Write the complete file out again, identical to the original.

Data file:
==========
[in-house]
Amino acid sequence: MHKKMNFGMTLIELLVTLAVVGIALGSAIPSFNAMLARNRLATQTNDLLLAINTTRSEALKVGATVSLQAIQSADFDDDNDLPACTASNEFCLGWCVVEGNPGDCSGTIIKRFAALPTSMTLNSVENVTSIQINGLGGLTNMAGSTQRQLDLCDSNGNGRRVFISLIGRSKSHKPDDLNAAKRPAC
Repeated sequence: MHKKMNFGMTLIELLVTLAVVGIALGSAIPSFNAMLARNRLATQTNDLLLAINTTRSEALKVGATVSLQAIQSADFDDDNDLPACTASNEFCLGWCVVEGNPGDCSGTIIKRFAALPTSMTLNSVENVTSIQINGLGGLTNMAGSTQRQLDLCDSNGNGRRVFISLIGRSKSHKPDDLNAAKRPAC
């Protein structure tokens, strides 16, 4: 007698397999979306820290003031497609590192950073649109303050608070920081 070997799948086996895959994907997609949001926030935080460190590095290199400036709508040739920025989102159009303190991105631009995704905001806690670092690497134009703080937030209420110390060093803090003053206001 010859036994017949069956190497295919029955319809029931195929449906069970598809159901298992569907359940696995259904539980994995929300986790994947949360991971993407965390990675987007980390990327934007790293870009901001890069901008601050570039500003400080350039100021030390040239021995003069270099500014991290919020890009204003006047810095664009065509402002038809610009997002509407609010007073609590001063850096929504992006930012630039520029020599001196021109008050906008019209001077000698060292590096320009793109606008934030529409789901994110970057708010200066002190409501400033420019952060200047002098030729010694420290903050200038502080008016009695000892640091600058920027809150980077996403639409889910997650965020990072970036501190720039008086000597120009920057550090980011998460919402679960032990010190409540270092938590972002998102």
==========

[in-house]
Amino acid sequence: MHKKMNFGMTLIELLVTLAVVGIALGSAIPSFNAMLARNRLATQTNDLLLAINTTRSEALKVGATVSLQAIQSADFDDDNDLPACTASNEFCLGWCVVEGNPGDCSGTIIKRFAALPTSMTLNSVENVTSIQINGLGGLTNMAGSTQRQLDLCDSNGNGRRVFISLIGRSKSHKPDDLNAAKRPAC
Repeated sequence: MHKKMNFGMTLIELLVTLAVVGIALGSAIPSFNAMLARNRLATQTNDLLLAINTTRSEALKVGATVSLQAIQSADFDDDNDLPACTASNEFCLGWCVVEGNPGDCSGTIIKRFAALPTSMTLNSVENVTSIQINGLGGLTNMAGSTQRQLDLCDSNGNGRRVFISLIGRSKSHKPDDLNAAKRPAC
């Protein structure tokens, strides 16, 4: 007698397999979306820290003031497609590192950073649109303050608070920081 070997799948086996895959994907997609949001926030935080460190590095290199400036709508040739920025989102159009303190991105631009995704905001806690670092690497134009703080937030209420110390060093803090003053206001 010859036994017949069956190497295919029955319809029931195929449906069970598809159901298992569907359940696995259904539980994995929300986790994947949360991971993407965390990675987007980390990327934007790293870009901001890069901008601050570039500003400080350039100021030390040239021995003069270099500014991290919020890009204003006047810095664009065509402002038809610009997002509407609010007073609590001063850096929504992006930012630039520029020599001196021109008050906008019209001077000698060292590096320009793109606008934030529409789901994110970057708010200066002190409501400033420019952060200047002098030729010694420290903050200038502080008016009695000892640091600058920027809150980077996403639409889910997650965020990072970036501190720039008086000597120009920057550090980011998460919402679960032990010190409540270092938590972002998102």